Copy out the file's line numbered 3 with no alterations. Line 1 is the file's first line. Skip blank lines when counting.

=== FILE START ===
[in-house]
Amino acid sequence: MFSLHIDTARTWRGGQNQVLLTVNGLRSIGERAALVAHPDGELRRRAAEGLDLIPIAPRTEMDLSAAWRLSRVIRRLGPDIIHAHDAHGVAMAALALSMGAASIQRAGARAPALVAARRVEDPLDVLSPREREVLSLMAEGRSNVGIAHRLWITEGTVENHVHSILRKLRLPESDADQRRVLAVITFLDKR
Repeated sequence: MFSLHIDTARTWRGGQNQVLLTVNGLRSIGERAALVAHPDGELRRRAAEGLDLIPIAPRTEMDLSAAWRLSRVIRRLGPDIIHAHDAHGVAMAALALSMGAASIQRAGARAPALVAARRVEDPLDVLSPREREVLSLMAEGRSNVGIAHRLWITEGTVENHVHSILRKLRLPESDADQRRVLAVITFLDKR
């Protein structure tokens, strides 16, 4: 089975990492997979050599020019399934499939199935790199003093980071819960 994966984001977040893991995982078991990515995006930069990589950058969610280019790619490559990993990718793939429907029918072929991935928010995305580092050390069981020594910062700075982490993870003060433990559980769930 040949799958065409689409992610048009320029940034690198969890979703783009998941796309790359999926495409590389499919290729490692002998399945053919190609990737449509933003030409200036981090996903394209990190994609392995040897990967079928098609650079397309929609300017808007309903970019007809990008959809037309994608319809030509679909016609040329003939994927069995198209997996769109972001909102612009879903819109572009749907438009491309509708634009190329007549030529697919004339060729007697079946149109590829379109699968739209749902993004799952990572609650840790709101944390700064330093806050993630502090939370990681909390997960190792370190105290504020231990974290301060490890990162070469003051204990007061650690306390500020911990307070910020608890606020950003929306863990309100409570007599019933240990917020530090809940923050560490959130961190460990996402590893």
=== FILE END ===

Repeated sequence: MFSLHIDTARTWRGGQNQVLLTVNGLRSIGERAALVAHPDGELRRRAAEGLDLIPIAPRTEMDLSAAWRLSRVIRRLGPDIIHAHDAHGVAMAALALSMGAASIQRAGARAPALVAARRVEDPLDVLSPREREVLSLMAEGRSNVGIAHRLWITEGTVENHVHSILRKLRLPESDADQRRVLAVITFLDKR